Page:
With the federal NDP on side, it seems likely that the vote will pass, causing considerable sound and fury signifying very little on the Opposition Conservative benches, which are packed with many Parliamentarians who actively aided and abetted the three-week illegal occupation of Ottawa by the far-right insurrectionists that has now finally been cleared out by police.

The NDP may well have faced some internal disagreement over whether to vote to ratify the emergency, but I’m sure the minds of the party’s MPs were concentrated by the realization that to defeat the motion would in effect be a vote of confidence and the subsequent election that would have been required would almost certainly have been won overwhelmingly by Mr. Trudeau’s Liberals. 

No matter what they say, the Conservatives will almost certainly be relieved for the same reason.

If the vote fails, the trucks that have blockaded Ottawa will likely be back again, possibly before morning. Unless they are truly politically suicidal, even federal Conservatives in Alberta won’t want that.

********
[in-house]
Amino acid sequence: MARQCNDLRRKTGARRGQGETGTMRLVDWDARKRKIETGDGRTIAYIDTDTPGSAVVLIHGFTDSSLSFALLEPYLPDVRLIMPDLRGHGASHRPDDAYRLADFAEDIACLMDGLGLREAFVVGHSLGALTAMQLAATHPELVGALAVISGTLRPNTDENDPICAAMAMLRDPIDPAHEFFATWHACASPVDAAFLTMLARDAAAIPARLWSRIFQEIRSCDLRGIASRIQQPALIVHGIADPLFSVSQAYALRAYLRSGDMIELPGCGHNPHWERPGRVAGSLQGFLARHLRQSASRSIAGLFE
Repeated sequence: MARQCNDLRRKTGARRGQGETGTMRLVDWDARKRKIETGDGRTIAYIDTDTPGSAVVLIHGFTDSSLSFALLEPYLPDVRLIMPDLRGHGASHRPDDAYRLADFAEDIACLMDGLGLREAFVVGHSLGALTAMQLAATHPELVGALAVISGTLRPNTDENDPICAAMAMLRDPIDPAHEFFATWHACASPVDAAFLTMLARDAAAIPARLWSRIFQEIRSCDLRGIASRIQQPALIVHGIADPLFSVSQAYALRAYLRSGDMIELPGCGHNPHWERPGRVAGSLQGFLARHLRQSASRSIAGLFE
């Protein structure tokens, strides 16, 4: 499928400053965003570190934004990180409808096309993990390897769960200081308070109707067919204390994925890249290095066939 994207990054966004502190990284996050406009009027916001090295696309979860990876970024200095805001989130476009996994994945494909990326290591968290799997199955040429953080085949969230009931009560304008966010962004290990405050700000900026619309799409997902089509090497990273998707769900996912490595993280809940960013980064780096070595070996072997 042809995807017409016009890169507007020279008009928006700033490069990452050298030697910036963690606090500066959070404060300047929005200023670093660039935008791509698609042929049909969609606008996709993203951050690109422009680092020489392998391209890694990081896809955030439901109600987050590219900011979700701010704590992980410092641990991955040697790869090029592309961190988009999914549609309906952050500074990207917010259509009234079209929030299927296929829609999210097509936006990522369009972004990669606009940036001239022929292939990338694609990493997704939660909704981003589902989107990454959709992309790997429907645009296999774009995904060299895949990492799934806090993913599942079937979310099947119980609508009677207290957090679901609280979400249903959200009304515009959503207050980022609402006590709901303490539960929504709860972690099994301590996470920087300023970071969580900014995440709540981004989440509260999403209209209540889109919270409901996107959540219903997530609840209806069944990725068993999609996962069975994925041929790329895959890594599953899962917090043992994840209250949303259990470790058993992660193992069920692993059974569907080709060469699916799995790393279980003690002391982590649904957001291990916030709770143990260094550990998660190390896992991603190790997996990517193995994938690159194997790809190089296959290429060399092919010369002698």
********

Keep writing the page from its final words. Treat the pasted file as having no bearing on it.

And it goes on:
So it would seem that Prime Minister Justin Trudeau, written off for years as a mere drama teacher who was just not ready, has outmanoeuvered his Canadian opponents once again as well. 

This will doubtless cause some indigestion here in Alberta, however, as the possibilities of what the inquiry required by the Emergencies Act might uncover begin to dawn on the brainiacs of the United Conservative Party Government.

Meanwhile in Alberta, we have … shoes! 

Finally, here in Alberta the government of Premier Kenney is getting ready for a Throne Speech laying out its agenda tomorrow, and a Budget, to be tabled in the Legislature on Thursday.

Shoes (Screenshot of UCP video; Jason Kenney/Flickr).

In preparation, Finance Minister Travis Toews today released a lame video about shoes – I kid you not – a bit of inside baseball about a Canadian Parliamentary tradition unlikely to be comprehensible, let alone engaging, to many Albertans, especially those in the UCP’s base.

The tone of both the Throne Speech and the Budget, an astute observer of Alberta politics of my acquaintance predicts, will be that we’re finally coming out of the pandemic and we should all be optimistic, but there will still be tough decisions ahead. 

Family Day

As for how and why Progressive Conservative premier Don Getty brought Family Day to Alberta, I’ve said it all before. If you want to read it a fourth time, a look back at one of those stories is found here. 

Join the Conversation